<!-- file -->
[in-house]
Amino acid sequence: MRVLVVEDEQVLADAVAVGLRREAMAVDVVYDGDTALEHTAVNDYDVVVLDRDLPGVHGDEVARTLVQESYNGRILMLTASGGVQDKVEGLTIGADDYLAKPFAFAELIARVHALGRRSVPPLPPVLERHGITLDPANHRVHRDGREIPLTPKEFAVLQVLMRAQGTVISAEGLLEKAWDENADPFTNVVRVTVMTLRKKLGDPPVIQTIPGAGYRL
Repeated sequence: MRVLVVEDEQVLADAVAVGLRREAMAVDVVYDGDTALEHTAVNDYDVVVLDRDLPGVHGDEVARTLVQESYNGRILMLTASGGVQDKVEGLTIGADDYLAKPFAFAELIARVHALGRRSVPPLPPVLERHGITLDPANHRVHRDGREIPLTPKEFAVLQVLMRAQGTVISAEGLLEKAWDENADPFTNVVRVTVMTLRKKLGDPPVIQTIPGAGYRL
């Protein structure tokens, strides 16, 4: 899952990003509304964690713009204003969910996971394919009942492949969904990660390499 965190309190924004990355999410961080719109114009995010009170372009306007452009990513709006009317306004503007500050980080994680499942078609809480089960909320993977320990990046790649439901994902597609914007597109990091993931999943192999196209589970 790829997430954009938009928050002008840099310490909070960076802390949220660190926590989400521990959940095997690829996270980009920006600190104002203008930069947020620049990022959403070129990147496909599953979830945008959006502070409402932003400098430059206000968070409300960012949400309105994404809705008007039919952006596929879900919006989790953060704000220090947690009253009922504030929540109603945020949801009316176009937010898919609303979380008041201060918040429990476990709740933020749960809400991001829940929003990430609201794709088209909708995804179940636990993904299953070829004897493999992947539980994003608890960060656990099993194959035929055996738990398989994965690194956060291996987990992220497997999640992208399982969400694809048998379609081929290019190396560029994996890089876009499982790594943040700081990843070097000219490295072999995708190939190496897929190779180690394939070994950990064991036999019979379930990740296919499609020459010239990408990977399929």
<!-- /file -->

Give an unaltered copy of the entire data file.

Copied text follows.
[in-house]
Amino acid sequence: MRVLVVEDEQVLADAVAVGLRREAMAVDVVYDGDTALEHTAVNDYDVVVLDRDLPGVHGDEVARTLVQESYNGRILMLTASGGVQDKVEGLTIGADDYLAKPFAFAELIARVHALGRRSVPPLPPVLERHGITLDPANHRVHRDGREIPLTPKEFAVLQVLMRAQGTVISAEGLLEKAWDENADPFTNVVRVTVMTLRKKLGDPPVIQTIPGAGYRL
Repeated sequence: MRVLVVEDEQVLADAVAVGLRREAMAVDVVYDGDTALEHTAVNDYDVVVLDRDLPGVHGDEVARTLVQESYNGRILMLTASGGVQDKVEGLTIGADDYLAKPFAFAELIARVHALGRRSVPPLPPVLERHGITLDPANHRVHRDGREIPLTPKEFAVLQVLMRAQGTVISAEGLLEKAWDENADPFTNVVRVTVMTLRKKLGDPPVIQTIPGAGYRL
């Protein structure tokens, strides 16, 4: 899952990003509304964690713009204003969910996971394919009942492949969904990660390499 965190309190924004990355999410961080719109114009995010009170372009306007452009990513709006009317306004503007500050980080994680499942078609809480089960909320993977320990990046790649439901994902597609914007597109990091993931999943192999196209589970 790829997430954009938009928050002008840099310490909070960076802390949220660190926590989400521990959940095997690829996270980009920006600190104002203008930069947020620049990022959403070129990147496909599953979830945008959006502070409402932003400098430059206000968070409300960012949400309105994404809705008007039919952006596929879900919006989790953060704000220090947690009253009922504030929540109603945020949801009316176009937010898919609303979380008041201060918040429990476990709740933020749960809400991001829940929003990430609201794709088209909708995804179940636990993904299953070829004897493999992947539980994003608890960060656990099993194959035929055996738990398989994965690194956060291996987990992220497997999640992208399982969400694809048998379609081929290019190396560029994996890089876009499982790594943040700081990843070097000219490295072999995708190939190496897929190779180690394939070994950990064991036999019979379930990740296919499609020459010239990408990977399929």